Re: The Guitar Teacher Project
- From: "hw" <nobody@xxxxxxxx>
- Date: Tue, 7 Apr 2009 15:48:53 +0200
"hw" <nobody@xxxxxxxx> schrieb im Newsbeitrag news:grfapi$80a$01$1@xxxxxxxxxxxxxxxxxxxx
"Joe Finn" <Joe@xxxxxxxxxxx> schrieb im Newsbeitrag news:grekk0$nvj$2@xxxxxxxxxxxxxxxxxx"esiegel" <esiegel2@xxxxxxxxx> wrote
I certainly sympathize with wanting to have students read well and not
wanting to teach smoke on the water. But isn't there some sort of
Like what? Should I teach reading for the first half of the lesson and then go with "smoke on the water"? Should I just let the student decide?
what would be wrong with that? you gotta remember that kids come for lessons because something drew them to this instrument. and you can safely bet it wasn't Aura Lee played apoyando style. on a side note it would be interesting which of the teachers in this thread actually do hold a teachers degree ;)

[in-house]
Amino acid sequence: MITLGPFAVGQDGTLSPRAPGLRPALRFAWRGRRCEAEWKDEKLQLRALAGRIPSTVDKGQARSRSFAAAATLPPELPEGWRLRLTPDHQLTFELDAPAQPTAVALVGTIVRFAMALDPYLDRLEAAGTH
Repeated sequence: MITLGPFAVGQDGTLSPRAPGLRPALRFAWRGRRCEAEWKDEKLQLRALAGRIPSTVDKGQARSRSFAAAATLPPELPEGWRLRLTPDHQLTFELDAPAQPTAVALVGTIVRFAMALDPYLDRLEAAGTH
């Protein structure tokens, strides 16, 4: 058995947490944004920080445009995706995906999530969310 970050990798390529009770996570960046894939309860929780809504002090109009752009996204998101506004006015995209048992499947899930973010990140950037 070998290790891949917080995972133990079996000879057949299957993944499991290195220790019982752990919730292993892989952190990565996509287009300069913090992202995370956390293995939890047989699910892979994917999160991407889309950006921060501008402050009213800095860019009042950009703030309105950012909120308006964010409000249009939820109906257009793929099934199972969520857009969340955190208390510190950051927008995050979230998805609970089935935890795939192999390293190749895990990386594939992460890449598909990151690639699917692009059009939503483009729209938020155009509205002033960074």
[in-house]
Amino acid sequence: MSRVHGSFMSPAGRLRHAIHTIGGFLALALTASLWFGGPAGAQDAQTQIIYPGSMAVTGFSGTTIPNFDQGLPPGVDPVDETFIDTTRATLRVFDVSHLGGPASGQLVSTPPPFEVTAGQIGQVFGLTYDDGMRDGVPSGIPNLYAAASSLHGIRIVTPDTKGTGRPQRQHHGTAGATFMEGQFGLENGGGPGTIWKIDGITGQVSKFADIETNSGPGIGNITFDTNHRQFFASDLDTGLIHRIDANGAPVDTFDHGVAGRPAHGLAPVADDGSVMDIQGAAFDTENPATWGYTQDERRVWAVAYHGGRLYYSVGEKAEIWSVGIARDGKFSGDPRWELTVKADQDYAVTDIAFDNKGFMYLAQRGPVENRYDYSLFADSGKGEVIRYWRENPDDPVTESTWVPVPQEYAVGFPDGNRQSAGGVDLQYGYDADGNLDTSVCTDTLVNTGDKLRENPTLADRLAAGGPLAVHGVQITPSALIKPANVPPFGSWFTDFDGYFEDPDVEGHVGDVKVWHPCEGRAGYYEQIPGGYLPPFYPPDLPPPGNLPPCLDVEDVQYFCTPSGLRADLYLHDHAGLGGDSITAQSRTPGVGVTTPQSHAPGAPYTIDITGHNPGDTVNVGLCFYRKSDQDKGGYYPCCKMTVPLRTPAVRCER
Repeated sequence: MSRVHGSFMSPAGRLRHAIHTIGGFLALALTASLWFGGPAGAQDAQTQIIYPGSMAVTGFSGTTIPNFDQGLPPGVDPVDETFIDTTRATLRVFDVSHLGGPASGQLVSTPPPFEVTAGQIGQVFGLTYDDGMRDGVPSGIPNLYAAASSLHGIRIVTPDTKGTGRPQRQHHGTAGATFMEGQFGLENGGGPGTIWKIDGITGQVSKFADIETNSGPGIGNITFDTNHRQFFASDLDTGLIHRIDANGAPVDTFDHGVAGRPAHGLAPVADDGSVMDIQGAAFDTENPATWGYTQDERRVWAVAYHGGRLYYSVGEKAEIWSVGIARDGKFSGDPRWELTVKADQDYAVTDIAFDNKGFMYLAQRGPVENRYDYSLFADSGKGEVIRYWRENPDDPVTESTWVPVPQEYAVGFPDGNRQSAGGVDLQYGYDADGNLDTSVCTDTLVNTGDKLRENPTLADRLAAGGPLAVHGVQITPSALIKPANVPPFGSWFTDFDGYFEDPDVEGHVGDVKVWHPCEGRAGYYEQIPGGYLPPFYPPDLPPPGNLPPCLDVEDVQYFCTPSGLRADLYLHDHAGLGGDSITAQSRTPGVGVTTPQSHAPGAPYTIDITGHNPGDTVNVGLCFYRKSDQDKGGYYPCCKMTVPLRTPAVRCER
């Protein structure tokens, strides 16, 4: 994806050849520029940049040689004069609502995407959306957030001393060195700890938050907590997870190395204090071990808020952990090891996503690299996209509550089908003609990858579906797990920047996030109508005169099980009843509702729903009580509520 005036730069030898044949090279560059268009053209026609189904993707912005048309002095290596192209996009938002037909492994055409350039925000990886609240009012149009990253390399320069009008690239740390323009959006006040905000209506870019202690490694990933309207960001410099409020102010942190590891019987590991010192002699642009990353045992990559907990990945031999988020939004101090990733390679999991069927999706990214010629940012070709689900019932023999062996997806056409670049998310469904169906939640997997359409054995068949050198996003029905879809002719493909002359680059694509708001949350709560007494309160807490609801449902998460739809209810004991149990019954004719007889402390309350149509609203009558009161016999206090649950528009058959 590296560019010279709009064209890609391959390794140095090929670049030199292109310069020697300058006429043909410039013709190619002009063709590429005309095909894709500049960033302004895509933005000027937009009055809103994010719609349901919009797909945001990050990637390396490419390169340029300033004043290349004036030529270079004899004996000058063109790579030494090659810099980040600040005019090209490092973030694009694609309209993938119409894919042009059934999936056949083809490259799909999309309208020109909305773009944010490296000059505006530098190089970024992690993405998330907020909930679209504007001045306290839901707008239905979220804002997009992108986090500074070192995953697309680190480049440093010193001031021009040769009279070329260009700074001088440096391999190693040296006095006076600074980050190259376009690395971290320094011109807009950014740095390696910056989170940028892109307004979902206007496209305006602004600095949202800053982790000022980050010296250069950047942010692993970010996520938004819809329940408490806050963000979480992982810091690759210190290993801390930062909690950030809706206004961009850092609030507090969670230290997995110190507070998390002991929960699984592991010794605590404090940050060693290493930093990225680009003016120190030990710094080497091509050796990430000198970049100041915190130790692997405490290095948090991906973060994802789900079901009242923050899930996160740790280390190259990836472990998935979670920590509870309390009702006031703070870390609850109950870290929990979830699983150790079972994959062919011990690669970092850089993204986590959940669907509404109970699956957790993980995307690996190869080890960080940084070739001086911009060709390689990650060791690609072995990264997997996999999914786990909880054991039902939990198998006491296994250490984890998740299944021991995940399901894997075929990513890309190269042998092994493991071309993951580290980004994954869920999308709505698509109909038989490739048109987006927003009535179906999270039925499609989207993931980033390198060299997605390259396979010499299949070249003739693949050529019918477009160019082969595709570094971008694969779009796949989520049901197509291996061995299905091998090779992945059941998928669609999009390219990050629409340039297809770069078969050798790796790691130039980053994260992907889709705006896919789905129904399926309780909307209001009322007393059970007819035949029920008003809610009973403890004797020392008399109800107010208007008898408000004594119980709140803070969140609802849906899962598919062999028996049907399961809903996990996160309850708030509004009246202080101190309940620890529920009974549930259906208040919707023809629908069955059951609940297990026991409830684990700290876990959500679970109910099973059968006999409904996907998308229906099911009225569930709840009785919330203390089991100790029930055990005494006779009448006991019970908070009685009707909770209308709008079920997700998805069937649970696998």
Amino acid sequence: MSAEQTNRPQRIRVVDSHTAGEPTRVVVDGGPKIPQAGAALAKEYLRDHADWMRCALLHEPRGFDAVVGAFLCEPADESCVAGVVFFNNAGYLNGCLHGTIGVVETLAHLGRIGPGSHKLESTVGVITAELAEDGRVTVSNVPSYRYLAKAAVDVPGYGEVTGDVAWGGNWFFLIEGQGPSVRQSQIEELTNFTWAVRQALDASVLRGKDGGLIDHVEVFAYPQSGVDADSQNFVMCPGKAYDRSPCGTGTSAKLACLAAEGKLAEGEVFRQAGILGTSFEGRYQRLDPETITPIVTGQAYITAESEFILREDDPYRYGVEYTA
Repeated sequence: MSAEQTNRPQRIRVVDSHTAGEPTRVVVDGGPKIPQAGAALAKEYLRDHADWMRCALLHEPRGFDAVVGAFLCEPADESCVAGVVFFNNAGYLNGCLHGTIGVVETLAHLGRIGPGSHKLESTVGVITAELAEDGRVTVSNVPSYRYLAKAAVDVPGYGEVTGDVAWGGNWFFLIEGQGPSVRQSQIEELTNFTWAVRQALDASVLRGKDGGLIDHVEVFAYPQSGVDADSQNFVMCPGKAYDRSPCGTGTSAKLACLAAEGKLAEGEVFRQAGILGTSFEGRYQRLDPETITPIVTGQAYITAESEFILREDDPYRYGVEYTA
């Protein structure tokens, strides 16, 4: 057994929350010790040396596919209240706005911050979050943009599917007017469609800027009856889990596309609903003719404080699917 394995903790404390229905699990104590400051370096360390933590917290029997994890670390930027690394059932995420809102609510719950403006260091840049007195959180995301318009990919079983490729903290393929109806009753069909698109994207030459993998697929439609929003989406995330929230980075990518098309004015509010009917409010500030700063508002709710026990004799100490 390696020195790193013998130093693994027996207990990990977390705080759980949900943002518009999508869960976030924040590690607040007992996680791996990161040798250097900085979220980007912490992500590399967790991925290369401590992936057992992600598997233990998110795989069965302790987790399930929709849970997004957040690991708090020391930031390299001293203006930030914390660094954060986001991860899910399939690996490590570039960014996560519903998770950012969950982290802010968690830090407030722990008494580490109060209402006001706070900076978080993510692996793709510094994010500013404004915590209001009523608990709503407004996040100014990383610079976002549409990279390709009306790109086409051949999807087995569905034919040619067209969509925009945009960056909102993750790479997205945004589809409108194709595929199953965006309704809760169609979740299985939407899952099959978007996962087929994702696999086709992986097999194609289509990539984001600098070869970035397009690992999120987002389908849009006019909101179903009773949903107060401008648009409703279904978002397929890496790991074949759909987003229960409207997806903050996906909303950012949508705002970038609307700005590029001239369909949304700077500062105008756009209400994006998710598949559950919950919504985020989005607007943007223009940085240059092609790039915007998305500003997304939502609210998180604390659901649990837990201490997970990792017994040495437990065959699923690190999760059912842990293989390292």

on a side note i'm quite puzzled by some of the answers. is this really the state of guitar teaching in 2009?
"As an instructor I've never been terribly interested in "what interests them"."
"Kids up to age 11 have absolutely no business designing any kind of curriculum
for themselves, (...)"
"Now it runs like clockwork, I turn up ..know what page they are on and can go home and not think a further thought about it...and get the same pay as I used to in the "stressed out" days..)"
me, i teach about 25-30 students per week from beginner classical, to rock, jazz, combo coaching, and even electric bass. i do use a classical method for beginners but there is always place for the student's input and wishes (regardless of age). there is so much more to teaching guitar than just playing page after page from a classical book. eartraining, ensemble play, theory, rhythmic training, singing, improvising, just being silly with your instument, etc pp.
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